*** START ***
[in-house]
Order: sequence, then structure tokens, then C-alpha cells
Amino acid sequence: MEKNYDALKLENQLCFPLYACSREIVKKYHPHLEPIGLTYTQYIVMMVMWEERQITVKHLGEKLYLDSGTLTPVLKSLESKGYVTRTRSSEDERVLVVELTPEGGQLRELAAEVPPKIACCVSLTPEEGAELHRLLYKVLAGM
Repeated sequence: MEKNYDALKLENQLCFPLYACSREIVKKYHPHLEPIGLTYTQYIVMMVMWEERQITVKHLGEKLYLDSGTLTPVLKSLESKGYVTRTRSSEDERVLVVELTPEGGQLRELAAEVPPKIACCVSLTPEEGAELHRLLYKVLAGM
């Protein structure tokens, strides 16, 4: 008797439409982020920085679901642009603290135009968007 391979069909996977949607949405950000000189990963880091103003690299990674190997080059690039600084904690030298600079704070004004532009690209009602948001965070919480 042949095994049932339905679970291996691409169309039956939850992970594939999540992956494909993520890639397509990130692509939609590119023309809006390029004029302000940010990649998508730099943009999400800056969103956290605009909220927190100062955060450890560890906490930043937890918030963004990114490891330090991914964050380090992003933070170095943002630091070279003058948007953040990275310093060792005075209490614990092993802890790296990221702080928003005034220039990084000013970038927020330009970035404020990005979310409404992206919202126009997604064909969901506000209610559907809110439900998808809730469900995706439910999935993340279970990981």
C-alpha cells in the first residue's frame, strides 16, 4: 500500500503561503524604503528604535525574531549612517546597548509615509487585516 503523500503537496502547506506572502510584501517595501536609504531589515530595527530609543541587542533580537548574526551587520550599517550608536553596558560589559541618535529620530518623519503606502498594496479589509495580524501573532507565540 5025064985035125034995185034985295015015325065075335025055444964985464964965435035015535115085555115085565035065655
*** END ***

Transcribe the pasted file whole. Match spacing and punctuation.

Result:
[in-house]
Order: sequence, then structure tokens, then C-alpha cells
Amino acid sequence: MEKNYDALKLENQLCFPLYACSREIVKKYHPHLEPIGLTYTQYIVMMVMWEERQITVKHLGEKLYLDSGTLTPVLKSLESKGYVTRTRSSEDERVLVVELTPEGGQLRELAAEVPPKIACCVSLTPEEGAELHRLLYKVLAGM
Repeated sequence: MEKNYDALKLENQLCFPLYACSREIVKKYHPHLEPIGLTYTQYIVMMVMWEERQITVKHLGEKLYLDSGTLTPVLKSLESKGYVTRTRSSEDERVLVVELTPEGGQLRELAAEVPPKIACCVSLTPEEGAELHRLLYKVLAGM
């Protein structure tokens, strides 16, 4: 008797439409982020920085679901642009603290135009968007 391979069909996977949607949405950000000189990963880091103003690299990674190997080059690039600084904690030298600079704070004004532009690209009602948001965070919480 042949095994049932339905679970291996691409169309039956939850992970594939999540992956494909993520890639397509990130692509939609590119023309809006390029004029302000940010990649998508730099943009999400800056969103956290605009909220927190100062955060450890560890906490930043937890918030963004990114490891330090991914964050380090992003933070170095943002630091070279003058948007953040990275310093060792005075209490614990092993802890790296990221702080928003005034220039990084000013970038927020330009970035404020990005979310409404992206919202126009997604064909969901506000209610559907809110439900998808809730469900995706439910999935993340279970990981």
C-alpha cells in the first residue's frame, strides 16, 4: 500500500503561503524604503528604535525574531549612517546597548509615509487585516 503523500503537496502547506506572502510584501517595501536609504531589515530595527530609543541587542533580537548574526551587520550599517550608536553596558560589559541618535529620530518623519503606502498594496479589509495580524501573532507565540 5025064985035125034995185034985295015015325065075335025055444964985464964965435035015535115085555115085565035065655